General login scheme check

Hi,

I'd like to know if this methodology of users logging in and out is correct in the sense of session use. I'm following a book that's two years old and am trying to incorporate the method of logging in by the user clicking on an activation link from an activation email I send them. Is this layout ok? What could go wrong with it? It is in pseudocode, please let me know what you think. What are the implications of calling session_start() from the two different script files?

<?php

    // ProtectedMemberPage.php
    session_start();

    // If $username and $password are posted from Login.php..
    if ($username && $password) {
        if (CheckDatabaseIfLoginOk($username, $password)) {
            $_SESSION['ok_user'] = $username;
        }
        else {
            exit();
        }
    }

    if (!isset($_SESSION['ok_user'])) {
        // Failed login, go back to Login.php.
        exit;
    }

    echo "You are viewing the protected page as user: " . $_SESSION['ok_user'];
    echo "No other user should ever be able to see this page.";

?>

<?php
   
    // ActivateUser.php
    // This script is meant to be called from an email I send a registered user. It 'activates' their account. The
    // link sends them directly to this page, checks the post data, activates their account if valid, then I want to
    // immediately log them in and send them to ProtectedMembersPage.php.
    if ($posted_activation_key_from_email_link == OK) {

        if ($username = LookupUsernameFromUniqueActivationKey() == OK) {
           
            session_start();

            $_SESSION['ok_user'] = $username;

            ?>
            <head>
            <script>
             // Send them to the protected member page:
             location.replace("ProtectedMembersPage.php");
            </script>
            </head>
            <?php
        }
    }    
?>
LVL 7
minnirokAsked:
Who is Participating?
 
TomeeboyCommented:
You'll probably want to use $_POST['username'] and $_POST['password'] when checking the login credentials passed via the login.php form.

As for using session_start() on the two different pages, that should be fine.  When you call that function, if will first see if there is already a session open for that user (usually based on the session cookie, unless you're passing session IDs via the URL) and will use that existing session if there is.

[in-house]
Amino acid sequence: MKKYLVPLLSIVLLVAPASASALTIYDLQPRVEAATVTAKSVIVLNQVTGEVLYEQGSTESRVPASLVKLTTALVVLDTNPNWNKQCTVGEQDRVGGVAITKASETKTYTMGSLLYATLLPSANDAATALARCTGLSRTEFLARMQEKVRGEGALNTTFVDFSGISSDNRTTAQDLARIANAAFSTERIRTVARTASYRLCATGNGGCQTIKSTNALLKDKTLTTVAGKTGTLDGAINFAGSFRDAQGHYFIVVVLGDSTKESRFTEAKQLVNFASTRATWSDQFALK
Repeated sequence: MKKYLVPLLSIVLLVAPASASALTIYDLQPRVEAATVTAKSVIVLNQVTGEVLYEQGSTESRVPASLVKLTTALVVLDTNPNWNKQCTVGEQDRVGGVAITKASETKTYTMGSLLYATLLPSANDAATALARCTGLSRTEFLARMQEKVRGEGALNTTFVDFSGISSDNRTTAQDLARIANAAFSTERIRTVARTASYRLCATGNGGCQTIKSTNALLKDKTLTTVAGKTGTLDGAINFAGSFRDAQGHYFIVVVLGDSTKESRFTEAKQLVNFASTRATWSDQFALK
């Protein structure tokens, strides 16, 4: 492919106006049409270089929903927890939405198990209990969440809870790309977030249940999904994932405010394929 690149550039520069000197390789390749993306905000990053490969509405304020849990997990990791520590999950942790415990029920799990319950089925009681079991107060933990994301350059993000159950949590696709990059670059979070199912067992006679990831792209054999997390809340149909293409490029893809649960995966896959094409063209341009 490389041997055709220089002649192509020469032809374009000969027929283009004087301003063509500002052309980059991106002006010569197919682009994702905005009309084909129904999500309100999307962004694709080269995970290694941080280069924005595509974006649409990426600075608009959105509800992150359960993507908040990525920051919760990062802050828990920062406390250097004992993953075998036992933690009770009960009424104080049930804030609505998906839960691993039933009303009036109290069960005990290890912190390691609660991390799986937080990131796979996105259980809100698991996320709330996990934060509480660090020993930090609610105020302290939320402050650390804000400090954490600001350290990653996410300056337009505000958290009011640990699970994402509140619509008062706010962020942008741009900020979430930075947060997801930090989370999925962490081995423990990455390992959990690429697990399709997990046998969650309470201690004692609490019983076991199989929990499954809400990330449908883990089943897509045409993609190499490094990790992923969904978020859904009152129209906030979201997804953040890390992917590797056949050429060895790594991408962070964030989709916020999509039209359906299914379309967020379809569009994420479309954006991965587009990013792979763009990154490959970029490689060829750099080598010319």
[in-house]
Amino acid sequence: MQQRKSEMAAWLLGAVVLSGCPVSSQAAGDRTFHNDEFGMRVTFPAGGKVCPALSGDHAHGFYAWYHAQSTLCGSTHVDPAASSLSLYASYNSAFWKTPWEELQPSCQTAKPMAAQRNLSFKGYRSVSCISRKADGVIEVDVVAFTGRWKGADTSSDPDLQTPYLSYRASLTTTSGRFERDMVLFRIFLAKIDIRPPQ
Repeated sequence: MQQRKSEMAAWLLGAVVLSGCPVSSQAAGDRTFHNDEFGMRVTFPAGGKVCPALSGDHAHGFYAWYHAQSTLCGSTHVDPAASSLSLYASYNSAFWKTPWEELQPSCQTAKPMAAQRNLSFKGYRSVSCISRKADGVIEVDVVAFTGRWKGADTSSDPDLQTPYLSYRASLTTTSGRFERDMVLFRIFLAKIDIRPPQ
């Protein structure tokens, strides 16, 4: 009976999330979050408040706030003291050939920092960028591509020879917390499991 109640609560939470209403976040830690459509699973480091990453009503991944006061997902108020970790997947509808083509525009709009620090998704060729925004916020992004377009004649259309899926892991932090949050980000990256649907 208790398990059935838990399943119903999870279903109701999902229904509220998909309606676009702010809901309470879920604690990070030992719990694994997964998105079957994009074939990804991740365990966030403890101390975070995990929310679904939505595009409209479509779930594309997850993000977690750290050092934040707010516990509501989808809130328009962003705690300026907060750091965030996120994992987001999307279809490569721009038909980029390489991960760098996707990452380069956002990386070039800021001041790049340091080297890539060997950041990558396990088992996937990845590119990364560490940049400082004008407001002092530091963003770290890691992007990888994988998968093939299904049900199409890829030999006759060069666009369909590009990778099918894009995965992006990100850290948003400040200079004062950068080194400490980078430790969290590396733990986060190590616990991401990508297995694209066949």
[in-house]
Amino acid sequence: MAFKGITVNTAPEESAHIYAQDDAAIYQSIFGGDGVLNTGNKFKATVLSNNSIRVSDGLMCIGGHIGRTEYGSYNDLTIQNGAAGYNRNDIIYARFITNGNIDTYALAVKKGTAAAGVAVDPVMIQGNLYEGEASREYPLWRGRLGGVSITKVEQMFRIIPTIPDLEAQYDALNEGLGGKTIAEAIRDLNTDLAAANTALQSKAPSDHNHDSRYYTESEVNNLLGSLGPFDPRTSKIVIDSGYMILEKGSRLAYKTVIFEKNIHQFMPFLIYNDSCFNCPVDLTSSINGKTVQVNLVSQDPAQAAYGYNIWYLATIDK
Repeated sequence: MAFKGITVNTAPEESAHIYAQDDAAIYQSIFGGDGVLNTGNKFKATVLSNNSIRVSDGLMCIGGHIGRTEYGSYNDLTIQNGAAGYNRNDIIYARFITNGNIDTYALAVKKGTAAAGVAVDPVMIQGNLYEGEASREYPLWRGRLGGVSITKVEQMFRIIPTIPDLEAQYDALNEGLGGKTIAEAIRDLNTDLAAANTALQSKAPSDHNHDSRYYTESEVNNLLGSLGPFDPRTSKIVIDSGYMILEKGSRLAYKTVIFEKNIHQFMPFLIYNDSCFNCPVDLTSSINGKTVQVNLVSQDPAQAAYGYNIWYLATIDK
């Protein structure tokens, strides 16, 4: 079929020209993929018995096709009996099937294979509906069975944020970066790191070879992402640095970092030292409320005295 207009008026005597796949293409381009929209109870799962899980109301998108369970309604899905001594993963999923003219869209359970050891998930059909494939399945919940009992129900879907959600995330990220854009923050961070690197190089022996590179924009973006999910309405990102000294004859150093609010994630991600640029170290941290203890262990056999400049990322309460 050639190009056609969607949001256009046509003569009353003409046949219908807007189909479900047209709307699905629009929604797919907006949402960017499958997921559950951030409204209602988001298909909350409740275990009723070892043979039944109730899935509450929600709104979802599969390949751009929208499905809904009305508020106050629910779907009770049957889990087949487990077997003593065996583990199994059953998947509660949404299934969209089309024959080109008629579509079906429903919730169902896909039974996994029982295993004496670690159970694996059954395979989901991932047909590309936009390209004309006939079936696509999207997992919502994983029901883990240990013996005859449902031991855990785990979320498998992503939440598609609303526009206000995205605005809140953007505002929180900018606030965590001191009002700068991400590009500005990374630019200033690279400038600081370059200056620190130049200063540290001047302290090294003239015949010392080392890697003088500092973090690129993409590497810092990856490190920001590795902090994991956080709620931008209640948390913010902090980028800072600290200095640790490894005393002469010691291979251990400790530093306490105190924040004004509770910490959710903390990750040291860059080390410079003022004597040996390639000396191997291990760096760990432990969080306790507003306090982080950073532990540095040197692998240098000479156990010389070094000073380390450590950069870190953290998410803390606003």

0
 
BogoJokerCommented:
1. Where do you define CheckDatabaseifLoginOk()

2. Your code:
> if (!isset($_SESSION['ok_user'])) {
>    // Failed login, go back to Login.php.
>    exit;
That middle line can be:
header("Location: Login.php");
That will make the page redirect to the login page.

3. Where do you define the variable here: $posted_activation_key_from_email_link == OK
    Same with $username and $password in the first code example.

Joe P
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minnirokAuthor Commented:
Hi Bogo,

1. Its actuall a few lines I do right there - I just called it CheckDatabaseifLoginOk() to compress into pseudo code. I really just check the sql database to see if there is a user + password combination that matches what the user entered in the input form.

2. Yeah I have something that makes the page get redirected, but I like your way better, thanks.

3. $posted_activation_key_from_email_link  comes from the, hmm, page request address? Don't know what else to call it. I send the user an email like:

    Click this link to activate your account:

    http://localhost/mysite/ActivateUser.php?activate=1&key=abcdefg

So the user clicks the link and gets directed to that ActivateUser.php script. $posted_activation_key_from_email_link  is taken from the 'key' parameter in the address. I look in my user table to see if there is a key with that value. If there is, I 'activate' that user, and also grab it's $username + $password.

Then I just log them in automatically and send them to the members page, with the session already started.
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